In 1908, Gilmore was promoted to Custodian of Fossil Reptiles, and he became the departmental Curator in 1924. Gilmore was primarily interested in dinosaurs, and as Curator he led sixteen fossil hunting expeditions to Utah and Wyoming. Gilmore also studied the backlog of material collected by Marsh, publishing monographs on Stegosaurus and Apatosaurus which remain in use to this day.
Along with preparators Norman Boss and James Gidley, Gilmore is responsible for creating most of the mounted dinosaur skeletons that are on display at the Smithsonian. The first dinosaur mount completed by Gilmore and his team was Edmontosaurus, which went on display in the current Arts and Industries Building in 1903.
Across the Mall
With the Arts and Industries Building rapidly running out of space, the Smithsonian acquired funding in 1903 to open a new building on the south side of the mall. The classically designed marble building with its iconic domed rotunda became the new site of the United States National Museum in 1910. Exhibits and collections on art, culture, history and science were all housed at the new site. Among the star attractions at the new museum was the Hall of Extinct Monsters, which gradually grew in scope as Gilmore and his team collected new specimens over the following decades.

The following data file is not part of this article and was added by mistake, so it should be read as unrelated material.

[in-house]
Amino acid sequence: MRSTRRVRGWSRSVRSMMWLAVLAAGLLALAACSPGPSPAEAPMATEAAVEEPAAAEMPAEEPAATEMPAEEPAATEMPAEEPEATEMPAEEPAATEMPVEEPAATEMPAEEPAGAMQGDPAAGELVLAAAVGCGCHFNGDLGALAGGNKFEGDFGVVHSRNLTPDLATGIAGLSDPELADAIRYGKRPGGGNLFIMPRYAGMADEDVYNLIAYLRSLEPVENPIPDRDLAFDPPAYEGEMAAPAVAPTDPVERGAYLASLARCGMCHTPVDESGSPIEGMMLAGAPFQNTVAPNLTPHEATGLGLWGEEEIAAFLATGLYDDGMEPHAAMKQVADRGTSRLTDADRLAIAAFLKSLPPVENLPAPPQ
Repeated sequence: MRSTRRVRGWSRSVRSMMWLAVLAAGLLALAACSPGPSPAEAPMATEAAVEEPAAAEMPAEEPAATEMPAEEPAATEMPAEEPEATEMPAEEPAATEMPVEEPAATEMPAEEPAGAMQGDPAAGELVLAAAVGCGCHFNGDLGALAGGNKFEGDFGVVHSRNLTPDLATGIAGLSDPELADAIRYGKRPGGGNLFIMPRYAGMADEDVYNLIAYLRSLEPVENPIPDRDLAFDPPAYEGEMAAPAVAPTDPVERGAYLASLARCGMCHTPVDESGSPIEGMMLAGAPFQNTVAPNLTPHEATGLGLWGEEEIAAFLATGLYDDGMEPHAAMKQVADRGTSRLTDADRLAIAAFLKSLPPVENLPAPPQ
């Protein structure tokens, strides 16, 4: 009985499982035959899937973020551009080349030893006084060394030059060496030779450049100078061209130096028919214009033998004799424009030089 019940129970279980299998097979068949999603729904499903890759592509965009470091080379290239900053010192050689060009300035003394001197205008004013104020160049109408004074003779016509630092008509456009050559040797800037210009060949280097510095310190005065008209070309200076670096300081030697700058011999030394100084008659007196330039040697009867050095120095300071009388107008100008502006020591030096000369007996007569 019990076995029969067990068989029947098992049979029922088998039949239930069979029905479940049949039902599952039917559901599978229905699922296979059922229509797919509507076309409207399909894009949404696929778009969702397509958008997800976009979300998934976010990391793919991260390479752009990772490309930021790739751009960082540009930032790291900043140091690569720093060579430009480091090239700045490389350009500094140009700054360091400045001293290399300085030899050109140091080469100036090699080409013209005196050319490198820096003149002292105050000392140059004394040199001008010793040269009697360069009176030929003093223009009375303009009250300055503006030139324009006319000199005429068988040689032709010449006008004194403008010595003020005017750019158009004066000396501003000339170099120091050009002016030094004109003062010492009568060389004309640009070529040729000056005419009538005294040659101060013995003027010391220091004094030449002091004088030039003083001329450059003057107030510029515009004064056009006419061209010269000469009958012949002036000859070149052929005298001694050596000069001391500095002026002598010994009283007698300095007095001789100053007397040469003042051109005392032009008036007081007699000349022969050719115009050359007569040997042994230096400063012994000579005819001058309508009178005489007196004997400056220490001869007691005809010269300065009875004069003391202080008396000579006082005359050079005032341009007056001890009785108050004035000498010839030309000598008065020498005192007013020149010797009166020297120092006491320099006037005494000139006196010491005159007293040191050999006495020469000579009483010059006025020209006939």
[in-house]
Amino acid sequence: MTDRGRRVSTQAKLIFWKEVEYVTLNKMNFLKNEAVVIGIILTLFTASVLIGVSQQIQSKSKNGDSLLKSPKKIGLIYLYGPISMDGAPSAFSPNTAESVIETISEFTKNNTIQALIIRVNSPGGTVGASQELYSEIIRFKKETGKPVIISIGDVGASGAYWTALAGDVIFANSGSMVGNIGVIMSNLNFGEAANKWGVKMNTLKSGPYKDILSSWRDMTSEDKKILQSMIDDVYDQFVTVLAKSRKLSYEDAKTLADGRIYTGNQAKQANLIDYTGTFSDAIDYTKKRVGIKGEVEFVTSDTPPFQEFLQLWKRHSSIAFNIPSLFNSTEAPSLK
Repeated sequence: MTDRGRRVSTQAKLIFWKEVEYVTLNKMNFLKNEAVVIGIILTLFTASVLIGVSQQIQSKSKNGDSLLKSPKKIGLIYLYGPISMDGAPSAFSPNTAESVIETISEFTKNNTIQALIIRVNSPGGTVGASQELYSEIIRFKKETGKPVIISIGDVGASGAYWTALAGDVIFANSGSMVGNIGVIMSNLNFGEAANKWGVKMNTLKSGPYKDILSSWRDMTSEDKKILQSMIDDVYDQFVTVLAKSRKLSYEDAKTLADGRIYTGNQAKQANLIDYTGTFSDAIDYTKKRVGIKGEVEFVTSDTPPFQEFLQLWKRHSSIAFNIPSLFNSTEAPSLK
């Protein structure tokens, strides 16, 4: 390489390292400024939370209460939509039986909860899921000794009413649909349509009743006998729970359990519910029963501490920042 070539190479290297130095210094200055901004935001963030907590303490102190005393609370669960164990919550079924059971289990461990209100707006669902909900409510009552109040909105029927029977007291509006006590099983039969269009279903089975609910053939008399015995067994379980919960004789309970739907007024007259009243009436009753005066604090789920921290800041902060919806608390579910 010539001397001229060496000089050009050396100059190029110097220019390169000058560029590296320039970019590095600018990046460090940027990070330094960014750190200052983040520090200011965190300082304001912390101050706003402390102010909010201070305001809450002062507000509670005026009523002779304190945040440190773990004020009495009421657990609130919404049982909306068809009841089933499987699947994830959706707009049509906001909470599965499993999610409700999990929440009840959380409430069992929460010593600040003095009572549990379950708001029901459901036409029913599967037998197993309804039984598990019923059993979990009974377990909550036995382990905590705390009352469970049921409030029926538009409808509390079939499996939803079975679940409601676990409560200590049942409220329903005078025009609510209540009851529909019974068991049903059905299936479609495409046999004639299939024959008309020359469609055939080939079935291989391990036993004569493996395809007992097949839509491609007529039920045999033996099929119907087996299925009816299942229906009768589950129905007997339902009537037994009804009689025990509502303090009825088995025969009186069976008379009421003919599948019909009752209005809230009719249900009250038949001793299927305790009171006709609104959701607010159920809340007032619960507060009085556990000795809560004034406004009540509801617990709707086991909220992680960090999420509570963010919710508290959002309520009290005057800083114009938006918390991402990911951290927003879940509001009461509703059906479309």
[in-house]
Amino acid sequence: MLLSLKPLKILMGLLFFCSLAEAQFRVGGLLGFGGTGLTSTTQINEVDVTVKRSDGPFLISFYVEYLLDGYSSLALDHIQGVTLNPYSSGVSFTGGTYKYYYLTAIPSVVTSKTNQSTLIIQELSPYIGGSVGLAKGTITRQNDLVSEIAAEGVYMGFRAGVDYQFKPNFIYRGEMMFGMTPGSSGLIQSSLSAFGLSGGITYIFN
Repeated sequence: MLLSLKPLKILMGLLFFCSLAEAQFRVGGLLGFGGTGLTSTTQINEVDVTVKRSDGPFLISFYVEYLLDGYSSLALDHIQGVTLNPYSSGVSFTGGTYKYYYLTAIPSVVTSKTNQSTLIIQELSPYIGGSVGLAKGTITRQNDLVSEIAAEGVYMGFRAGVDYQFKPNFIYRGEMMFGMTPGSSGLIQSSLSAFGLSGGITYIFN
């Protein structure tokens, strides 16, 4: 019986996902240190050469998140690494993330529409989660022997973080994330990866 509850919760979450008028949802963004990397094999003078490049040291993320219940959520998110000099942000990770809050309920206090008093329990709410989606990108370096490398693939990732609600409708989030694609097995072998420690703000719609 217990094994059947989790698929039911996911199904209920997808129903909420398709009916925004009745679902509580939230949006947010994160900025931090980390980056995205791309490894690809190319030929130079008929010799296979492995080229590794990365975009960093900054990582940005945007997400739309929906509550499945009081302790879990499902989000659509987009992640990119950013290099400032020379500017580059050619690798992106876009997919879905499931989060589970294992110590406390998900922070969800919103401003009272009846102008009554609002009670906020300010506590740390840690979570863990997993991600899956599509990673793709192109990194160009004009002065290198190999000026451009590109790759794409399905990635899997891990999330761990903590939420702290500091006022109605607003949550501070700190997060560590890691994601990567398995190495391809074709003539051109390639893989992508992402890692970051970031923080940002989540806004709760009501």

Gilmore retired in 1945, and vertebrate paleontology research at the Museum, particularly in dinosaurs, quieted in his absence. Charles Gazin, Gilmore’s successor as Curator of Vertebrate Fossils, specialized in mammals, and the Museum remained without a Curator specializing in dinosaurs until Matt Carrano was hired in 2003.
In 1957 the USNM was divided into two subdivisions, the Museum of Natural History and the Museum of History and Technology. The Smithsonian’s history collections were moved to a new building next door in 1964, now called the National Museum of American History, and art, portraits and other collections have also expanded into some 18 Smithsonian Museums. The site of the disbanded USNM became the National Museum of Natural History (NMNH) in 1967, and remains the home of natural sciences and anthropology at the Smithsonian.
The first major renovation of the Paleobiology halls was supervised by curator Nicholas Hotton. The new exhibit, which opened in 1963, was a dramatic overhaul in layout and interpretation, but no significant new specimens were added. A second renovation of the Paleobiology hall took place in three stages starting in 1979. The dinosaur hall re-opened in 1981, followed a few years later with the fossil mammal and ice age halls. The renovation was completed with the unveiling of Life in the Ancient Seas in 1989.
In the 21st century, the Smithsonian-wide deep time initiative has brought the Department of Vertebrate Paleontology to the center stage. Upcoming renovations to the Paleobiology hall are but one aspect of ongoing goals “to establish the Smithsonian as the world leader in understanding global change over time” and “to encourage society to learn from the past and how humans are changing the future.”
Disclaimer: The ideas and opinions expressed on this blog are mine and mine alone, and do not represent NMNH, the Smithsonian Institution or any of their affiliates.